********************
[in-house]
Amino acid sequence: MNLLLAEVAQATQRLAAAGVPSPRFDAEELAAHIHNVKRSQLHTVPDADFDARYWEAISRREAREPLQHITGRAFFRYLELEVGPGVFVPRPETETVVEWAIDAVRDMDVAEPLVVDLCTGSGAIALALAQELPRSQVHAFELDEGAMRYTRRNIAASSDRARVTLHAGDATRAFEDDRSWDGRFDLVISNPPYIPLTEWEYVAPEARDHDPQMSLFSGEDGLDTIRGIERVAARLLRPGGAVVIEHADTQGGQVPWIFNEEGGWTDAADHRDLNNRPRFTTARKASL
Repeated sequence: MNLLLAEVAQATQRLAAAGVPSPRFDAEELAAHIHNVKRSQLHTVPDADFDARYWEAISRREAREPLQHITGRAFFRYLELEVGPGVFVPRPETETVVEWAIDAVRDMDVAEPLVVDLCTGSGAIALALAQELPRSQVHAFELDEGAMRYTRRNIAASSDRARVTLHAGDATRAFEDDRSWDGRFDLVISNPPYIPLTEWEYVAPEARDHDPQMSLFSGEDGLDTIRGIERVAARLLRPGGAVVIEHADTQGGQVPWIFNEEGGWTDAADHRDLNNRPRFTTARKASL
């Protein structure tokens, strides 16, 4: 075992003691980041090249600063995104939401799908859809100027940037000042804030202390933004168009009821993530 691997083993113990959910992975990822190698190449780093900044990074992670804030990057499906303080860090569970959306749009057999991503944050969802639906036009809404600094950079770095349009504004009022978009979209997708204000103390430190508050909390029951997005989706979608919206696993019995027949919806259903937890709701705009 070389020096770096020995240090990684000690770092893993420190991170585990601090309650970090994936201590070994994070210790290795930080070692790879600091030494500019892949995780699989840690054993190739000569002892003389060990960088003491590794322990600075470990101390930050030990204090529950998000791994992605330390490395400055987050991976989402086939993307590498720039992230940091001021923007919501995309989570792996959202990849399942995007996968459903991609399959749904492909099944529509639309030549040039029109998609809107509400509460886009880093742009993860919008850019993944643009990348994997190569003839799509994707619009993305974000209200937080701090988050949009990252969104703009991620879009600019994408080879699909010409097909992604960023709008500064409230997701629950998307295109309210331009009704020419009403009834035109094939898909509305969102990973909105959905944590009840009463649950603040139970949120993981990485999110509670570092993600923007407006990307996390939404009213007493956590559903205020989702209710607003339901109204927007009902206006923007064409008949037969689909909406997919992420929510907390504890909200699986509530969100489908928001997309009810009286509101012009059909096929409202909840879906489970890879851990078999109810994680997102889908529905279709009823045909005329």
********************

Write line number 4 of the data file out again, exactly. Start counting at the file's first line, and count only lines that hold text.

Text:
């Protein structure tokens, strides 16, 4: 075992003691980041090249600063995104939401799908859809100027940037000042804030202390933004168009009821993530 691997083993113990959910992975990822190698190449780093900044990074992670804030990057499906303080860090569970959306749009057999991503944050969802639906036009809404600094950079770095349009504004009022978009979209997708204000103390430190508050909390029951997005989706979608919206696993019995027949919806259903937890709701705009 070389020096770096020995240090990684000690770092893993420190991170585990601090309650970090994936201590070994994070210790290795930080070692790879600091030494500019892949995780699989840690054993190739000569002892003389060990960088003491590794322990600075470990101390930050030990204090529950998000791994992605330390490395400055987050991976989402086939993307590498720039992230940091001021923007919501995309989570792996959202990849399942995007996968459903991609399959749904492909099944529509639309030549040039029109998609809107509400509460886009880093742009993860919008850019993944643009990348994997190569003839799509994707619009993305974000209200937080701090988050949009990252969104703009991620879009600019994408080879699909010409097909992604960023709008500064409230997701629950998307295109309210331009009704020419009403009834035109094939898909509305969102990973909105959905944590009840009463649950603040139970949120993981990485999110509670570092993600923007407006990307996390939404009213007493956590559903205020989702209710607003339901109204927007009902206006923007064409008949037969689909909406997919992420929510907390504890909200699986509530969100489908928001997309009810009286509101012009059909096929409202909840879906489970890879851990078999109810994680997102889908529905279709009823045909005329």